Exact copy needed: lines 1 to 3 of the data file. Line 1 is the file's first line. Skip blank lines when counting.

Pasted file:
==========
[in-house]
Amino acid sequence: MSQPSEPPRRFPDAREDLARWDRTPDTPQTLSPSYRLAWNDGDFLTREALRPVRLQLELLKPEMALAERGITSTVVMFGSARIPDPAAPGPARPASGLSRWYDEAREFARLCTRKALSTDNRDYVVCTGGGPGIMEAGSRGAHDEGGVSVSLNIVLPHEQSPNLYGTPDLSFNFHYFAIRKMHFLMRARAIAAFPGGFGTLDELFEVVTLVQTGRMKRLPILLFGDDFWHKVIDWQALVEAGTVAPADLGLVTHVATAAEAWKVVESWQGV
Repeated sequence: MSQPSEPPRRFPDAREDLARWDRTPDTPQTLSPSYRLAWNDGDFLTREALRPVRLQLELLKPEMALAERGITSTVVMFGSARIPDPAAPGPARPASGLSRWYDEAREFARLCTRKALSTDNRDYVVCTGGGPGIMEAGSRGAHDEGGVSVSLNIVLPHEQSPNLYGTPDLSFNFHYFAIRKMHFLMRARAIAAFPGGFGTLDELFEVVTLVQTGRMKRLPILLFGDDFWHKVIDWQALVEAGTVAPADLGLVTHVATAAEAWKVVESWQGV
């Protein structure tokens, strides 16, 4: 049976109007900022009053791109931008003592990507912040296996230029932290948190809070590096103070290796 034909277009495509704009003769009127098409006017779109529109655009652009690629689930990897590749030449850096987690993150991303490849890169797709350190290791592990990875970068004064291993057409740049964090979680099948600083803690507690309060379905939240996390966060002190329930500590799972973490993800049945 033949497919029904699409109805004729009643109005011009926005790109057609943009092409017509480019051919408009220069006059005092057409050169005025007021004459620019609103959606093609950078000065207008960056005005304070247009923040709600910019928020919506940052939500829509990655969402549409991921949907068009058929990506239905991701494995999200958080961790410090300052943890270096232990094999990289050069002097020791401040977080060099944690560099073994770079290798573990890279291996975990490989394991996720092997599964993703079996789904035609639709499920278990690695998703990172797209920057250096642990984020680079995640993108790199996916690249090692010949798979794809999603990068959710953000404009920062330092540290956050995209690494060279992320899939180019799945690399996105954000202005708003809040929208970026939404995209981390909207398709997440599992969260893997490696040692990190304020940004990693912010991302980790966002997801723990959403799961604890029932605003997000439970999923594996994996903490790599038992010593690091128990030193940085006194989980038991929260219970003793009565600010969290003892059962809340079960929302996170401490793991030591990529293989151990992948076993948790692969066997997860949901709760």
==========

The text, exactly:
[in-house]
Amino acid sequence: MSQPSEPPRRFPDAREDLARWDRTPDTPQTLSPSYRLAWNDGDFLTREALRPVRLQLELLKPEMALAERGITSTVVMFGSARIPDPAAPGPARPASGLSRWYDEAREFARLCTRKALSTDNRDYVVCTGGGPGIMEAGSRGAHDEGGVSVSLNIVLPHEQSPNLYGTPDLSFNFHYFAIRKMHFLMRARAIAAFPGGFGTLDELFEVVTLVQTGRMKRLPILLFGDDFWHKVIDWQALVEAGTVAPADLGLVTHVATAAEAWKVVESWQGV
Repeated sequence: MSQPSEPPRRFPDAREDLARWDRTPDTPQTLSPSYRLAWNDGDFLTREALRPVRLQLELLKPEMALAERGITSTVVMFGSARIPDPAAPGPARPASGLSRWYDEAREFARLCTRKALSTDNRDYVVCTGGGPGIMEAGSRGAHDEGGVSVSLNIVLPHEQSPNLYGTPDLSFNFHYFAIRKMHFLMRARAIAAFPGGFGTLDELFEVVTLVQTGRMKRLPILLFGDDFWHKVIDWQALVEAGTVAPADLGLVTHVATAAEAWKVVESWQGV